By Jacob Gaylord, Mateo Gonzales, Thomas Maiello and Brandon Raybon
As the teacher plays the drums, the students must follow by sound. During the game called Blink Drum Stalk, the leader has a drum and the other students put on blindfolds and try to follow the leader by sound. This develops sensory awareness, a skill that the Local Wilderness students work to perfect.
Steal the Keys is another sensory awareness game that the class plays. In this game, one person sits in the middle blindfolded with eyes in front of them, and the other people sit around him in a circle. The people around him try to steal the keys one at a time, trying to be quiet; if the person in the middle hears them and points to them, then they have to go back. This works on students’ ears and gets the most out of their hearing ability.
The last game students play is called Blow Darts. In the game, students aim to “shoot” people by blowing Nerf darts off of a tube. This game helps students’ eyes and reflexes to dodge.
Local Wilderness students practice sword throwing. PHOTO CREDITS: Thomas Maiello
The development of sensory awareness is a large part of the Local Wilderness class. These games allow students to build and practice their skills in order to prepare them for when they go out into the wilderness.
The Local Wilderness course helps students connect with nature in many ways. During each two-week course, students learn about fire, knives and many survival topics.
When students travel from Denali to nearby parks, they learn how to properly start, maintain and put out fires. According to Auburn University, that skill can have an important impact on other environmental factors in the area.
In addition to maintaining and putting out fires, students learn knife skills, including how to sharpen, cut, whittle and others. “A survivalist must learn and practice bushcraft knife skills in order to obtain food, shelter, and security,” the website Skilled Survivor states.
“It helps to get out in nature because it makes you feel better,” Denali freshman Justin Casillas said. For many students, being out in the fresh air gives them a change in scenery.
To many students who participate in the class, being able to spend time in the fresh air acts as a stress reliever. “Nature can help calm you and take your mind off of school,” Casillas added.
During the Local Wilderness classes, students make presentations about what they learned and research broader topics similar to what they learned in the park. Some presentations in the first round included mountain survival, desert survival and other survival topics.
Expeditions Dean Kalyn Olson explained that the Local Wilderness course “helps students engage with wilderness without the use of technology.” The half-day course gives students the experience of being out in nature while also giving them the other half of the day to be in the College Readiness course, she added.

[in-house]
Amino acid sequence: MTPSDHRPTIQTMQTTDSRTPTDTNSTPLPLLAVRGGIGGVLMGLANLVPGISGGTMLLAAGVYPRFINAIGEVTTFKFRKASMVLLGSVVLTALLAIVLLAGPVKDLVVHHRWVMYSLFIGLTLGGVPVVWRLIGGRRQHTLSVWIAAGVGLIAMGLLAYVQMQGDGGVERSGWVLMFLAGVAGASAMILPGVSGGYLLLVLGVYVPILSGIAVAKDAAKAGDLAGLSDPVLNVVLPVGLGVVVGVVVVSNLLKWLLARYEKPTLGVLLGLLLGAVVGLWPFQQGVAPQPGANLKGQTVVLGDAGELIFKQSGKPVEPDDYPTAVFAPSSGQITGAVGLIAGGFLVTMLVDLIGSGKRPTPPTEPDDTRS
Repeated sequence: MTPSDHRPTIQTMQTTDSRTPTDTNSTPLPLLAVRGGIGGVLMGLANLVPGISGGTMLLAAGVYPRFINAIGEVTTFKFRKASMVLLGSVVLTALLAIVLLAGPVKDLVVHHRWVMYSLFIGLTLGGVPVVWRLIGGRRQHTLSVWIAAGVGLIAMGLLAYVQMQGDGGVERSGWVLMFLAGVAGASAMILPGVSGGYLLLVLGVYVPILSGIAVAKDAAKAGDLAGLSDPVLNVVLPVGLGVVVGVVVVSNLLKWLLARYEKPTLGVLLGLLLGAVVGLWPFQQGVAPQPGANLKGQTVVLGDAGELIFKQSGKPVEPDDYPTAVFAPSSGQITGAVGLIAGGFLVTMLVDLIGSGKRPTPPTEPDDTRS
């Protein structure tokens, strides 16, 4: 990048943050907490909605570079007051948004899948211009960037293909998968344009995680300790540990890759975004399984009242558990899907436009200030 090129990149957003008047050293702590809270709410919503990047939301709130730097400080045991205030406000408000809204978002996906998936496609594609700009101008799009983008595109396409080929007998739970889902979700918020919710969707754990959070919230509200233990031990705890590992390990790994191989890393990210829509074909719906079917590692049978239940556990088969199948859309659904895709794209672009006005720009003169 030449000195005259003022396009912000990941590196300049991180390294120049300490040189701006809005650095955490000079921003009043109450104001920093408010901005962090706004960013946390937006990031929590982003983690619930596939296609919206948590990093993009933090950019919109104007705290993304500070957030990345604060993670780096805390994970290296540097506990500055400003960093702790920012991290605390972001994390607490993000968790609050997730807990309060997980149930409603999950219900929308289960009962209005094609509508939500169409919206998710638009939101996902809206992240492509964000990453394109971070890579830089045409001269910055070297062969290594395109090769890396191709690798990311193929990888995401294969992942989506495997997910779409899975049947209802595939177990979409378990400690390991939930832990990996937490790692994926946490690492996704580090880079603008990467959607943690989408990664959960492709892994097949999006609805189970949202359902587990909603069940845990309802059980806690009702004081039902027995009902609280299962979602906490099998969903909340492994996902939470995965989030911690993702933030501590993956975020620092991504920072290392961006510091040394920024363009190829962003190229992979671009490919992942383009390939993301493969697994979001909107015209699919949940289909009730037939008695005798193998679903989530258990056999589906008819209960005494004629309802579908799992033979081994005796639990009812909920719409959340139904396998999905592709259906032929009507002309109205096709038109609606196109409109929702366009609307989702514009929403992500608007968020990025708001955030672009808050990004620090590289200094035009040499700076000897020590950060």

Students are given the option of Local Wilderness or All-Day Wilderness at the beginning of the year. Ms. Olsen said that the Local Wilderness class is “perfect for people who are not comfortable yet taking the all-day Wilderness course” where students spend more time in the wilderness.
Sword throwing (left, top right) and blowgun activities help students develop sensory awareness. PHOTO CREDITS: Thomas Maiello
Local Wilderness allows kids who have after-school commitments and cannot go on overnights to still participate in seeing local parks and beaches without “doing the overnight thing,” Ms. Olson said.
Vaughan Wilkins, the Local Wilderness teacher, majored in psychology. He took the course to see how people differ from being in cities to being out in the wilderness.
At the same time, he stated that he wanted to “improve his wilderness skills,” so he took some classes to develop them. He worked for years as an outdoor educator before he started teaching Expeditions. He also began teaching snowboarding to his friends, and later he “got an actual job teaching it professionally.”
In the first round of Expeditions, Local Wilderness students learned about hazards out in the wilderness and actually went out to the wilderness to learn about them. They visited Washington Park to develop these skills.
During this round of Expeditions, students are making their own lesson plans to teach others about one wilderness survival technique. These lesson plans range from night hikes to knife skills.
“I would definitely recommend this,” Haakon Evers, a Denali freshman and a student of the Local Wilderness course, said. “I always really enjoyed going outside in the wilderness.”
Mr. Wilkins explained that, for the next two rounds, he plans to make a tool kit and go out to use it. The final round will put together everything the students have learned, and they will use this information to guide them through the job application process, creating a portfolio that shows their qualification for outdoor work.
Featured image (at the top of this post): Denali freshman Cesar Perez (left) and Expeditions teacher Vaughan Wilkins (right) practice sword throwing.